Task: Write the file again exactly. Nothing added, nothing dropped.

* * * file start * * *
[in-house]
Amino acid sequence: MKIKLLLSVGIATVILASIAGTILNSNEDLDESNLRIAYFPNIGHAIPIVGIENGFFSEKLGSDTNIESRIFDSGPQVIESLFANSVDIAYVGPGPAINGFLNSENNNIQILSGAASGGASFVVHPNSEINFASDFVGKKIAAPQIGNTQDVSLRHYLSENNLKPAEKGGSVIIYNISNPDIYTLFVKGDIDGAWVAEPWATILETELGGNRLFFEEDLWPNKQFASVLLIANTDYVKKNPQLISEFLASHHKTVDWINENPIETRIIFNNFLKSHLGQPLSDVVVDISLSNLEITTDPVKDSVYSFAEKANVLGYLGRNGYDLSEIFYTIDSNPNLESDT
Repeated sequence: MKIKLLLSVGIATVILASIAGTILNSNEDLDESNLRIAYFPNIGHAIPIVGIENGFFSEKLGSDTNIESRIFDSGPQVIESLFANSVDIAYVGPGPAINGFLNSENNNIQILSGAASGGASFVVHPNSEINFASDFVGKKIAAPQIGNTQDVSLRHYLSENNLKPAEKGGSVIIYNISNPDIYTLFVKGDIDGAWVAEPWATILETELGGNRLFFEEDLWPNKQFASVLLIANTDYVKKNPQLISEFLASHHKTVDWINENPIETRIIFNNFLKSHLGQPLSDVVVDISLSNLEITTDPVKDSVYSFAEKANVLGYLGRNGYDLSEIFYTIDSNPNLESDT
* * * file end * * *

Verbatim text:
[in-house]
Amino acid sequence: MKIKLLLSVGIATVILASIAGTILNSNEDLDESNLRIAYFPNIGHAIPIVGIENGFFSEKLGSDTNIESRIFDSGPQVIESLFANSVDIAYVGPGPAINGFLNSENNNIQILSGAASGGASFVVHPNSEINFASDFVGKKIAAPQIGNTQDVSLRHYLSENNLKPAEKGGSVIIYNISNPDIYTLFVKGDIDGAWVAEPWATILETELGGNRLFFEEDLWPNKQFASVLLIANTDYVKKNPQLISEFLASHHKTVDWINENPIETRIIFNNFLKSHLGQPLSDVVVDISLSNLEITTDPVKDSVYSFAEKANVLGYLGRNGYDLSEIFYTIDSNPNLESDT
Repeated sequence: MKIKLLLSVGIATVILASIAGTILNSNEDLDESNLRIAYFPNIGHAIPIVGIENGFFSEKLGSDTNIESRIFDSGPQVIESLFANSVDIAYVGPGPAINGFLNSENNNIQILSGAASGGASFVVHPNSEINFASDFVGKKIAAPQIGNTQDVSLRHYLSENNLKPAEKGGSVIIYNISNPDIYTLFVKGDIDGAWVAEPWATILETELGGNRLFFEEDLWPNKQFASVLLIANTDYVKKNPQLISEFLASHHKTVDWINENPIETRIIFNNFLKSHLGQPLSDVVVDISLSNLEITTDPVKDSVYSFAEKANVLGYLGRNGYDLSEIFYTIDSNPNLESDT